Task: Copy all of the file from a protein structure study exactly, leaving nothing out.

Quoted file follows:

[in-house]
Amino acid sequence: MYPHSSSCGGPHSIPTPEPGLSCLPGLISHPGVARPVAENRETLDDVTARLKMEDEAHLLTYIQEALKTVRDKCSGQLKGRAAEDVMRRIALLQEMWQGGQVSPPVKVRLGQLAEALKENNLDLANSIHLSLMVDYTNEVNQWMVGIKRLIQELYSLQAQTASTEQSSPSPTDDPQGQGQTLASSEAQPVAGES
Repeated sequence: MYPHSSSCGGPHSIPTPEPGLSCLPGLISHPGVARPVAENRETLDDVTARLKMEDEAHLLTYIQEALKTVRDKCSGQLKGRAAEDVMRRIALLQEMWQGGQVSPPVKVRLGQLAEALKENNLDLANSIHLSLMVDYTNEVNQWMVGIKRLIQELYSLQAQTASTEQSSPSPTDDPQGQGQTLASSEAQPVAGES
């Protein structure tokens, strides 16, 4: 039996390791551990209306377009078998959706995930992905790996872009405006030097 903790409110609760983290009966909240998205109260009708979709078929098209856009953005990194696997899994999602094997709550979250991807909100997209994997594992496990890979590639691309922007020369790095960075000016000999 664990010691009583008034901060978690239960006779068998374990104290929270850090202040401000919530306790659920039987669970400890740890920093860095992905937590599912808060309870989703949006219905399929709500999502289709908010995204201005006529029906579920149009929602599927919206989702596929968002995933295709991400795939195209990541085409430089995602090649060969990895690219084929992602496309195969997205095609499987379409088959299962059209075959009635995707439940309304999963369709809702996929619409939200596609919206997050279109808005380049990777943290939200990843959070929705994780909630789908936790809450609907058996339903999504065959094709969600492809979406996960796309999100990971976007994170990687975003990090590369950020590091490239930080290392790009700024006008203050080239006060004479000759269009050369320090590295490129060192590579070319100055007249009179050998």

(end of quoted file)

[in-house]
Amino acid sequence: MYPHSSSCGGPHSIPTPEPGLSCLPGLISHPGVARPVAENRETLDDVTARLKMEDEAHLLTYIQEALKTVRDKCSGQLKGRAAEDVMRRIALLQEMWQGGQVSPPVKVRLGQLAEALKENNLDLANSIHLSLMVDYTNEVNQWMVGIKRLIQELYSLQAQTASTEQSSPSPTDDPQGQGQTLASSEAQPVAGES
Repeated sequence: MYPHSSSCGGPHSIPTPEPGLSCLPGLISHPGVARPVAENRETLDDVTARLKMEDEAHLLTYIQEALKTVRDKCSGQLKGRAAEDVMRRIALLQEMWQGGQVSPPVKVRLGQLAEALKENNLDLANSIHLSLMVDYTNEVNQWMVGIKRLIQELYSLQAQTASTEQSSPSPTDDPQGQGQTLASSEAQPVAGES
């Protein structure tokens, strides 16, 4: 039996390791551990209306377009078998959706995930992905790996872009405006030097 903790409110609760983290009966909240998205109260009708979709078929098209856009953005990194696997899994999602094997709550979250991807909100997209994997594992496990890979590639691309922007020369790095960075000016000999 664990010691009583008034901060978690239960006779068998374990104290929270850090202040401000919530306790659920039987669970400890740890920093860095992905937590599912808060309870989703949006219905399929709500999502289709908010995204201005006529029906579920149009929602599927919206989702596929968002995933295709991400795939195209990541085409430089995602090649060969990895690219084929992602496309195969997205095609499987379409088959299962059209075959009635995707439940309304999963369709809702996929619409939200596609919206997050279109808005380049990777943290939200990843959070929705994780909630789908936790809450609907058996339903999504065959094709969600492809979406996960796309999100990971976007994170990687975003990090590369950020590091490239930080290392790009700024006008203050080239006060004479000759269009050369320090590295490129060192590579070319100055007249009179050998």